WASHINGTON — Police in Prince George’s County, Maryland, say they now know who killed a woman in a wooded area in 1972, but they still don’t know who the victim is.
Detectives on Wednesday linked the death of the woman in a wooded area of the county to Samuel Little, 79, who is serving multiple life sentences in Texas for strangling three women and has confessed to up to 90 murders nationwide.
Det. Bernie Nelson talked with Little in prison in Decatur, Texas, and said Little was not only “excited” to kill the woman but to relive the killing by divulging the details, which dovetailed exactly with police photos and the medical examiner’s report.
Little said he met the woman in a bus station on New York Avenue in D.C. in May or June 1972, and they began driving north on the Baltimore-Washington Parkway. About a quarter-mile north of Route 197 in Laurel, he said, they pulled off the road into a wooded area down a couple of dirt roads and had sex. He then strangled her. He thought she was dead, but she “tried to stagger away from him,” Nelson said. Little caught up to her and strangled her a second time, killing her.
Her body was found by a hunter in December of that year. The area is a subdivision of single-family houses now.
Little pointed out the exact location of the murder from police aerial photos, Nelson said. He had “a very good memory — photographic memory in fact.”
The woman was described by the medical examiner as white; between 5-foot-2 and 5-foot-6; having dirty blonde to reddish hair, and being in her early 20s — all details that Little got right in his confession. “Everything matched up,” Nelson said.
Nelson said Little thought the woman was from the Massachusetts area and had a child. Little said she told him her divorce had been finalized that day.
Sgt. Greg McDonald said Wednesday he had been in touch with the Massachusetts State Police, and that they were reviewing all their missing persons and divorce records. He added that the Prince George’s police have been working “off and on” on the case since 1972.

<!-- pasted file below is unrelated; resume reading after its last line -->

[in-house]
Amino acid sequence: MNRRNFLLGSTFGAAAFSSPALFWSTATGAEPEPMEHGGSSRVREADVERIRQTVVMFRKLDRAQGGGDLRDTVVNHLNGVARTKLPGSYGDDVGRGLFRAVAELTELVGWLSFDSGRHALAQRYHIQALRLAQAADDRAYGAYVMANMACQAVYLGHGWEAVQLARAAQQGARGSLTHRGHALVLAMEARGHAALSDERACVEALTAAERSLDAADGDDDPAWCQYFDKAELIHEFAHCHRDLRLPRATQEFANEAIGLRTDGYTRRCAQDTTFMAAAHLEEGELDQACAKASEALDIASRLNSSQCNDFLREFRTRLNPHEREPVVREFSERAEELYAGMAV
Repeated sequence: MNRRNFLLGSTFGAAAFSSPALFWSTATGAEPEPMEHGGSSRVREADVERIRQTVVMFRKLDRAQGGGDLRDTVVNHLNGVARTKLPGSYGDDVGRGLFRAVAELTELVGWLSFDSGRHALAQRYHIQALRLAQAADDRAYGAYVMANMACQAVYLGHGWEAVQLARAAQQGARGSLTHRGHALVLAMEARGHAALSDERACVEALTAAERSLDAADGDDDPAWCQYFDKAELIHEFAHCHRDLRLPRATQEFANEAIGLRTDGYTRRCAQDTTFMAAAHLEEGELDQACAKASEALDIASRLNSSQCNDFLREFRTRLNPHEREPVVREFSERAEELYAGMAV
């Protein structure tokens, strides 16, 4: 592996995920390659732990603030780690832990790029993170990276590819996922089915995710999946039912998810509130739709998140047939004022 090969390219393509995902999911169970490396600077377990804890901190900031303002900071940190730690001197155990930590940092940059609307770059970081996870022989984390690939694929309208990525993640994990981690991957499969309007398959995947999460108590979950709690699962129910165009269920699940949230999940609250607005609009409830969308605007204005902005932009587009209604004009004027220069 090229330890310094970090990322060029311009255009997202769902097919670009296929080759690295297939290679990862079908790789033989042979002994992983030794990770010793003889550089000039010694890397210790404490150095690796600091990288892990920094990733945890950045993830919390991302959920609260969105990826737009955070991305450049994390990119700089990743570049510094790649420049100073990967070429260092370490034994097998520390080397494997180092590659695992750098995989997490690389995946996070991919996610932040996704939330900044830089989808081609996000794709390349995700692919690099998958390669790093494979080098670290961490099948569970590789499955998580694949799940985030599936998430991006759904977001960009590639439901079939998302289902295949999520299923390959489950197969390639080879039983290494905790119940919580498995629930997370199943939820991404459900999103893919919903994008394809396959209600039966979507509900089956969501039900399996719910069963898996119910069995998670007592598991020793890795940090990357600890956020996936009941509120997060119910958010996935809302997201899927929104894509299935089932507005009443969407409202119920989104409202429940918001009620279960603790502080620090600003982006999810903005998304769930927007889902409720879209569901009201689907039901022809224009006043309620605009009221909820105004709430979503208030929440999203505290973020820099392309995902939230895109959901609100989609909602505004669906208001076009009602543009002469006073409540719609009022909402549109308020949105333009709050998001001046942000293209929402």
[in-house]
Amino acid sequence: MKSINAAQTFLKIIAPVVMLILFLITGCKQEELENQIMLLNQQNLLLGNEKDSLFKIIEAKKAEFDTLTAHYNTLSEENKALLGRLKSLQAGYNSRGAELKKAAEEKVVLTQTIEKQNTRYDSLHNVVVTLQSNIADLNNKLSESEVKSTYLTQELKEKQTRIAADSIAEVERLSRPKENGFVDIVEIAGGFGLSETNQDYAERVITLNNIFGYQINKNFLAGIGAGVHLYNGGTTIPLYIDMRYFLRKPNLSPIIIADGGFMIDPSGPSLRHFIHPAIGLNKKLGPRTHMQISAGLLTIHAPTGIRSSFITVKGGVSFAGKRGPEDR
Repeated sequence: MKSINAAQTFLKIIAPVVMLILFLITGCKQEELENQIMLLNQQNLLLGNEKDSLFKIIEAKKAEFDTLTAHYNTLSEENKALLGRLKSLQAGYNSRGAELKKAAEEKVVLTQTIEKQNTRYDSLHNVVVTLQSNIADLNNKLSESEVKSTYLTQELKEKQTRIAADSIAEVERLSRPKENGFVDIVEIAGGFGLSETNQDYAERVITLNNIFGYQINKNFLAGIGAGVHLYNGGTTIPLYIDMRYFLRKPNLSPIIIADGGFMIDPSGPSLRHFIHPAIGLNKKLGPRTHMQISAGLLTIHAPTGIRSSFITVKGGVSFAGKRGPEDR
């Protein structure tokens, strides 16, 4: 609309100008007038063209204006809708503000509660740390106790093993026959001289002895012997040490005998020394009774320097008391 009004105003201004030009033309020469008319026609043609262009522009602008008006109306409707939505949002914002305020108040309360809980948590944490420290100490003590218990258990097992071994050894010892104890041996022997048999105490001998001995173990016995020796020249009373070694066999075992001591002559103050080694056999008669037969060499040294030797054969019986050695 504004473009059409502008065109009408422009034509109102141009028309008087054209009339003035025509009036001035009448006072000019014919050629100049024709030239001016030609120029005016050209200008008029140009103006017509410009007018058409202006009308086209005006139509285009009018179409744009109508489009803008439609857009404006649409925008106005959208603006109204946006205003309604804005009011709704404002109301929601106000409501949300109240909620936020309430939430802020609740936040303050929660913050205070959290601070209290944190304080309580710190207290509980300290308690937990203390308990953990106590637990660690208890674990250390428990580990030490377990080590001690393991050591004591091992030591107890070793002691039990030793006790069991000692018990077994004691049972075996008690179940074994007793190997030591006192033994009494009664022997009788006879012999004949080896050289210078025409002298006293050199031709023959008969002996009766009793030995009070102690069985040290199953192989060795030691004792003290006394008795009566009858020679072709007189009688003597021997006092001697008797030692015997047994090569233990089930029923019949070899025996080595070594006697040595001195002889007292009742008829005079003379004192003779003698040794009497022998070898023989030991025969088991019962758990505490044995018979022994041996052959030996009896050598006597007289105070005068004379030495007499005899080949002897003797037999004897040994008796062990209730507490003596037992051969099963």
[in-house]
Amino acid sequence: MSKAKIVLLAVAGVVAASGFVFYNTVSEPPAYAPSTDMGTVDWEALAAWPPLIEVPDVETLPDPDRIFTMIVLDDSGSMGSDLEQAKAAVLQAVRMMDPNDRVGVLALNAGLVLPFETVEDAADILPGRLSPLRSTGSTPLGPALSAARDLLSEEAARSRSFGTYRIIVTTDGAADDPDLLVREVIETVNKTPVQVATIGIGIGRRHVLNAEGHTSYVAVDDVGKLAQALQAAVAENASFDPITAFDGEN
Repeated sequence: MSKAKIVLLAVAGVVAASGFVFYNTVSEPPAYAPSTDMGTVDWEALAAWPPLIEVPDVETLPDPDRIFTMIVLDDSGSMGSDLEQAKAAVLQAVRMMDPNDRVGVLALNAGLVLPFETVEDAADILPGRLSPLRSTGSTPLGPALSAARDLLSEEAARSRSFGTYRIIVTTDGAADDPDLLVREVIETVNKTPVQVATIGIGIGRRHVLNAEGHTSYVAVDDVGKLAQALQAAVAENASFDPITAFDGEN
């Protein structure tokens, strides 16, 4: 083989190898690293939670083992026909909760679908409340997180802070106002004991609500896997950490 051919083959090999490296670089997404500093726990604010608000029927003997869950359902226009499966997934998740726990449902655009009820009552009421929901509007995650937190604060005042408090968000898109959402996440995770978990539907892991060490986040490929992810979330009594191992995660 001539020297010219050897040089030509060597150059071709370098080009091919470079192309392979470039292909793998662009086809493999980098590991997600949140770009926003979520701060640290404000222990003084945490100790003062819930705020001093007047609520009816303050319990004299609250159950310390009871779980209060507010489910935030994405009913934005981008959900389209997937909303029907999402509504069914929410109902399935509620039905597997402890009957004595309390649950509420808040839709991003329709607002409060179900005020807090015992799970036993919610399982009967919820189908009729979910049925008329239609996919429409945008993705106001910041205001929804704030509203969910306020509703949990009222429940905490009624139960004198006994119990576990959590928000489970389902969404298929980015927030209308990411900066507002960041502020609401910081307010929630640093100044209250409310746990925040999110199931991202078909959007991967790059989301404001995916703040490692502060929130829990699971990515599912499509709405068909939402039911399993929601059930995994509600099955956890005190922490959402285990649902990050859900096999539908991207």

Nelson said the Prince George’s police wouldn’t prosecute the case. A police spokeswoman said of Little, “He’s gonna die in jail.”
In 25 years working homicides, Nelson said, “I’ve sat across from countless killers.” Little, however, was “a true monster — every woman’s ultimate nightmare.”
“Remorse is something Mr. Little does not have,” McDonald said. He said that a common technique when questioning a killer is to say, “Let’s do this for the family.” Authorities in Texas told him that wouldn’t work, “because he did not view his victims as deserving of remorse. … He would shut down.“
After Little lost his appeal, he began confessing to dozens of murders dating back to about 1970. Just last week he was connected with murders in South Carolina and Mississippi, two of 30 he’s been linked with so far; authorities have been saying he’s been telling them details that only the killer would know.
Asked whether it was possible that Little was the Freeway Phantom, the person who killed six black girls between April 1971 and September 1972 in the D.C. area, Nelson said Little denied those killings. He added, “If it was him, he’d tell you.”
Anyone with more information is asked to call the police at 301-772-4925. If you want to remain anonymous, you can call Crime Solvers at 1-866-411-TIPS (8477), or go online at www.pgcrimesolvers.com.
The Associated Press contributed to this report.